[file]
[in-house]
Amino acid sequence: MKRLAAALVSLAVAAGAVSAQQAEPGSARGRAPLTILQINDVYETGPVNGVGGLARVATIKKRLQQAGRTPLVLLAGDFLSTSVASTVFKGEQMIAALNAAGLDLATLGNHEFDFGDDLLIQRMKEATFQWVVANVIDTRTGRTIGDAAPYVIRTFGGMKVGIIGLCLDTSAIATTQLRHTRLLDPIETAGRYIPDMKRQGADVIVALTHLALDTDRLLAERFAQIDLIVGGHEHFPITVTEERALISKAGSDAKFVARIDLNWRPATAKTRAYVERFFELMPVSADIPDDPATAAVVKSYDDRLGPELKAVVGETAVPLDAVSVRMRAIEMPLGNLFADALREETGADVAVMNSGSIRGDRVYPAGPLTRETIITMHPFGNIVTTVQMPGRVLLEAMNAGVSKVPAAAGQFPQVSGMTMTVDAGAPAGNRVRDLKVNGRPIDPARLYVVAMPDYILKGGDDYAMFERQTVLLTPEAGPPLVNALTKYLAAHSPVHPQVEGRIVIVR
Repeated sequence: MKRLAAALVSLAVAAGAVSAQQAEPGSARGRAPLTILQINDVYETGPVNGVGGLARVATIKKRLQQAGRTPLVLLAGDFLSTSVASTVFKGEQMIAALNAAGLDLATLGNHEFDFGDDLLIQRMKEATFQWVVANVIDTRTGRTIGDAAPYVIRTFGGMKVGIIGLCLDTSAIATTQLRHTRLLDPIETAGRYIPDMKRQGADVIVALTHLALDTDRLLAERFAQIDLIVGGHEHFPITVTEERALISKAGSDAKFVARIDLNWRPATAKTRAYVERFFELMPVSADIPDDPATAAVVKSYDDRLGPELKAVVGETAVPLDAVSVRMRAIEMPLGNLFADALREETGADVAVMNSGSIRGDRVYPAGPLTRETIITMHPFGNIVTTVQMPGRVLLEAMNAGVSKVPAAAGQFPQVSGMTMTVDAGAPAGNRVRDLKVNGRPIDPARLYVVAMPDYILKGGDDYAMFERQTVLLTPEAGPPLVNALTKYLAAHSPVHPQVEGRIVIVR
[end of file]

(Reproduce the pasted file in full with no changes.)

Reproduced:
[in-house]
Amino acid sequence: MKRLAAALVSLAVAAGAVSAQQAEPGSARGRAPLTILQINDVYETGPVNGVGGLARVATIKKRLQQAGRTPLVLLAGDFLSTSVASTVFKGEQMIAALNAAGLDLATLGNHEFDFGDDLLIQRMKEATFQWVVANVIDTRTGRTIGDAAPYVIRTFGGMKVGIIGLCLDTSAIATTQLRHTRLLDPIETAGRYIPDMKRQGADVIVALTHLALDTDRLLAERFAQIDLIVGGHEHFPITVTEERALISKAGSDAKFVARIDLNWRPATAKTRAYVERFFELMPVSADIPDDPATAAVVKSYDDRLGPELKAVVGETAVPLDAVSVRMRAIEMPLGNLFADALREETGADVAVMNSGSIRGDRVYPAGPLTRETIITMHPFGNIVTTVQMPGRVLLEAMNAGVSKVPAAAGQFPQVSGMTMTVDAGAPAGNRVRDLKVNGRPIDPARLYVVAMPDYILKGGDDYAMFERQTVLLTPEAGPPLVNALTKYLAAHSPVHPQVEGRIVIVR
Repeated sequence: MKRLAAALVSLAVAAGAVSAQQAEPGSARGRAPLTILQINDVYETGPVNGVGGLARVATIKKRLQQAGRTPLVLLAGDFLSTSVASTVFKGEQMIAALNAAGLDLATLGNHEFDFGDDLLIQRMKEATFQWVVANVIDTRTGRTIGDAAPYVIRTFGGMKVGIIGLCLDTSAIATTQLRHTRLLDPIETAGRYIPDMKRQGADVIVALTHLALDTDRLLAERFAQIDLIVGGHEHFPITVTEERALISKAGSDAKFVARIDLNWRPATAKTRAYVERFFELMPVSADIPDDPATAAVVKSYDDRLGPELKAVVGETAVPLDAVSVRMRAIEMPLGNLFADALREETGADVAVMNSGSIRGDRVYPAGPLTRETIITMHPFGNIVTTVQMPGRVLLEAMNAGVSKVPAAAGQFPQVSGMTMTVDAGAPAGNRVRDLKVNGRPIDPARLYVVAMPDYILKGGDDYAMFERQTVLLTPEAGPPLVNALTKYLAAHSPVHPQVEGRIVIVR